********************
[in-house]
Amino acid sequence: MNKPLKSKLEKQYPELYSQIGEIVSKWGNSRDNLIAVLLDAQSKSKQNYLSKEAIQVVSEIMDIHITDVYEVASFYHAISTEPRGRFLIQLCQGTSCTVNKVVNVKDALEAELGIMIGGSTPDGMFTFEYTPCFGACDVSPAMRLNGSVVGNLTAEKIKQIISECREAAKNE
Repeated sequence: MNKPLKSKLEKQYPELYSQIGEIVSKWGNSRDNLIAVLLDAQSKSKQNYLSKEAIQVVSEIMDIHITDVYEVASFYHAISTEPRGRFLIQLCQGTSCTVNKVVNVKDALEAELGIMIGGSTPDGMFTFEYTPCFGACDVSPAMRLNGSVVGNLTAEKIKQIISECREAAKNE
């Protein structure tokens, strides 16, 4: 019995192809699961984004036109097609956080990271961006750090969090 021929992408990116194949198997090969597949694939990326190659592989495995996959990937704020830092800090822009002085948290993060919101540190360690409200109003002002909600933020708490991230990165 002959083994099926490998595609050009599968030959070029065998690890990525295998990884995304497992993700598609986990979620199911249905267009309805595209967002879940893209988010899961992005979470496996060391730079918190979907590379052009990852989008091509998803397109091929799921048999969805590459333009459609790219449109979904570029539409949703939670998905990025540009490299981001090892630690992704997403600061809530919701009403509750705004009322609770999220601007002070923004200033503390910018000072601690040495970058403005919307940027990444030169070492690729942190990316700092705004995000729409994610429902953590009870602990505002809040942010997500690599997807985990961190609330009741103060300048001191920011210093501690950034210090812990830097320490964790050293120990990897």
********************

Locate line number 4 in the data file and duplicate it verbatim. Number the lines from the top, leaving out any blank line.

């Protein structure tokens, strides 16, 4: 019995192809699961984004036109097609956080990271961006750090969090 021929992408990116194949198997090969597949694939990326190659592989495995996959990937704020830092800090822009002085948290993060919101540190360690409200109003002002909600933020708490991230990165 002959083994099926490998595609050009599968030959070029065998690890990525295998990884995304497992993700598609986990979620199911249905267009309805595209967002879940893209988010899961992005979470496996060391730079918190979907590379052009990852989008091509998803397109091929799921048999969805590459333009459609790219449109979904570029539409949703939670998905990025540009490299981001090892630690992704997403600061809530919701009403509750705004009322609770999220601007002070923004200033503390910018000072601690040495970058403005919307940027990444030169070492690729942190990316700092705004995000729409994610429902953590009870602990505002809040942010997500690599997807985990961190609330009741103060300048001191920011210093501690950034210090812990830097320490964790050293120990990897």